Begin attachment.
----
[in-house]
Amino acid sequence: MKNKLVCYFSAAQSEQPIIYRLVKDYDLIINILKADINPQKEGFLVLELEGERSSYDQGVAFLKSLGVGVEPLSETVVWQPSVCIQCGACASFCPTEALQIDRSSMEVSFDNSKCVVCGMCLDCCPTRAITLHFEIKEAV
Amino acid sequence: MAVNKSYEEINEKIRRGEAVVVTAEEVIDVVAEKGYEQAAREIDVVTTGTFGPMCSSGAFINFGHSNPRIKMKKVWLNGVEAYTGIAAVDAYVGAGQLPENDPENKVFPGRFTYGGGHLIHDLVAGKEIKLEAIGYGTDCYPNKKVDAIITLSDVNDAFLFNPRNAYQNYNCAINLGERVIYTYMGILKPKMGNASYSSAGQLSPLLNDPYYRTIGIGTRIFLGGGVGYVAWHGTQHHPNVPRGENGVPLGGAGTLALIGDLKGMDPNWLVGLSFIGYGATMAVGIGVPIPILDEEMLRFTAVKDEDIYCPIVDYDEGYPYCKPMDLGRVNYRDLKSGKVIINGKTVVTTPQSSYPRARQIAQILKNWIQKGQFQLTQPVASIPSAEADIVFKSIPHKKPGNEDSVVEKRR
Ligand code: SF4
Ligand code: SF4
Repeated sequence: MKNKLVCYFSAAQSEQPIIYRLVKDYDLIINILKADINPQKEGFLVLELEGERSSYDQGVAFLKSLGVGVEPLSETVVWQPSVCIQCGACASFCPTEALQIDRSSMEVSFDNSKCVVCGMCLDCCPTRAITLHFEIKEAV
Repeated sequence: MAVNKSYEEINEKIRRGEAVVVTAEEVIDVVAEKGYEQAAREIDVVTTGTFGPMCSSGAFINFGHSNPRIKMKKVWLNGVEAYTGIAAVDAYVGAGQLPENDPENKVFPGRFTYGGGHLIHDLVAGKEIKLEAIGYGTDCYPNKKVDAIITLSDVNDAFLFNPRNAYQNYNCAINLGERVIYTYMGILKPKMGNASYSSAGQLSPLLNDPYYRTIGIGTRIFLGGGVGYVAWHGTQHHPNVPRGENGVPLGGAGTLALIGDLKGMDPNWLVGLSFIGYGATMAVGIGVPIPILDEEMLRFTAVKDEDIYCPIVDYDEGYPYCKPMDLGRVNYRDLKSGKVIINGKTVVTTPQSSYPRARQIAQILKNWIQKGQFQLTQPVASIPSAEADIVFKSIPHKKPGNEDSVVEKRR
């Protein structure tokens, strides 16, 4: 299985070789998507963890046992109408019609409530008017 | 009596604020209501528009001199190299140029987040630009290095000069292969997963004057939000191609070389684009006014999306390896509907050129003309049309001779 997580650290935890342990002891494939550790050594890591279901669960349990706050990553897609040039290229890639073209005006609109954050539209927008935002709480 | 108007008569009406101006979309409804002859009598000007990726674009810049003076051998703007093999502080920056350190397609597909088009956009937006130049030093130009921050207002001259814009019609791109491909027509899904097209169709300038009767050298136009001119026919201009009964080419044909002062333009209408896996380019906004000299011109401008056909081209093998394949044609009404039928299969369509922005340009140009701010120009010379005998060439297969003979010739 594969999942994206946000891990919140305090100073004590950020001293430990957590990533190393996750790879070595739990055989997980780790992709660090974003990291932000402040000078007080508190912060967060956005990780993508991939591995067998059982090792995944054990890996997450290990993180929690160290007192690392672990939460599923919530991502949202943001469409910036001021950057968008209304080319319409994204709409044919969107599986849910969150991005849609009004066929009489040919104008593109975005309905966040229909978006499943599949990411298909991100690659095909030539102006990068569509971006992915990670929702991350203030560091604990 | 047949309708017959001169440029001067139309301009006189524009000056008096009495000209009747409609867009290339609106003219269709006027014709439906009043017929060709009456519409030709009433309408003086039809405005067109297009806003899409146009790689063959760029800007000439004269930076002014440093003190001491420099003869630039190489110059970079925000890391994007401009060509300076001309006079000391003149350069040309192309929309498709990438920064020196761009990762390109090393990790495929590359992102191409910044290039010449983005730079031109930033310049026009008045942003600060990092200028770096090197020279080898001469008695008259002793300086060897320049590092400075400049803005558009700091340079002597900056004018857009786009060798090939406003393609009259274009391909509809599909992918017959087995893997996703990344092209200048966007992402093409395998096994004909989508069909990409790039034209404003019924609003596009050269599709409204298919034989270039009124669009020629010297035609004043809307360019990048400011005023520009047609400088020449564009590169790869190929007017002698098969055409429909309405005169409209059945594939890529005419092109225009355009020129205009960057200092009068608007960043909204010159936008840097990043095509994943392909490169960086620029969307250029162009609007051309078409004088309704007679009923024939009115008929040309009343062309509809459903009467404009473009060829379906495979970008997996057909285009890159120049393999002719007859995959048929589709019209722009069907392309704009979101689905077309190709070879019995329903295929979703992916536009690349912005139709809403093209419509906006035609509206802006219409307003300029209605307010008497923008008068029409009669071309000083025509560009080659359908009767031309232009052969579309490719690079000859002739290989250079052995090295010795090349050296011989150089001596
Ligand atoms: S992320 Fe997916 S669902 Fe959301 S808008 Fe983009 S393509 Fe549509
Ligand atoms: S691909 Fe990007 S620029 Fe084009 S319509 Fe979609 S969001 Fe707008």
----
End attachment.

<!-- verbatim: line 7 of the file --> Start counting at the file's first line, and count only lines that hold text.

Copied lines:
Repeated sequence: MAVNKSYEEINEKIRRGEAVVVTAEEVIDVVAEKGYEQAAREIDVVTTGTFGPMCSSGAFINFGHSNPRIKMKKVWLNGVEAYTGIAAVDAYVGAGQLPENDPENKVFPGRFTYGGGHLIHDLVAGKEIKLEAIGYGTDCYPNKKVDAIITLSDVNDAFLFNPRNAYQNYNCAINLGERVIYTYMGILKPKMGNASYSSAGQLSPLLNDPYYRTIGIGTRIFLGGGVGYVAWHGTQHHPNVPRGENGVPLGGAGTLALIGDLKGMDPNWLVGLSFIGYGATMAVGIGVPIPILDEEMLRFTAVKDEDIYCPIVDYDEGYPYCKPMDLGRVNYRDLKSGKVIINGKTVVTTPQSSYPRARQIAQILKNWIQKGQFQLTQPVASIPSAEADIVFKSIPHKKPGNEDSVVEKRR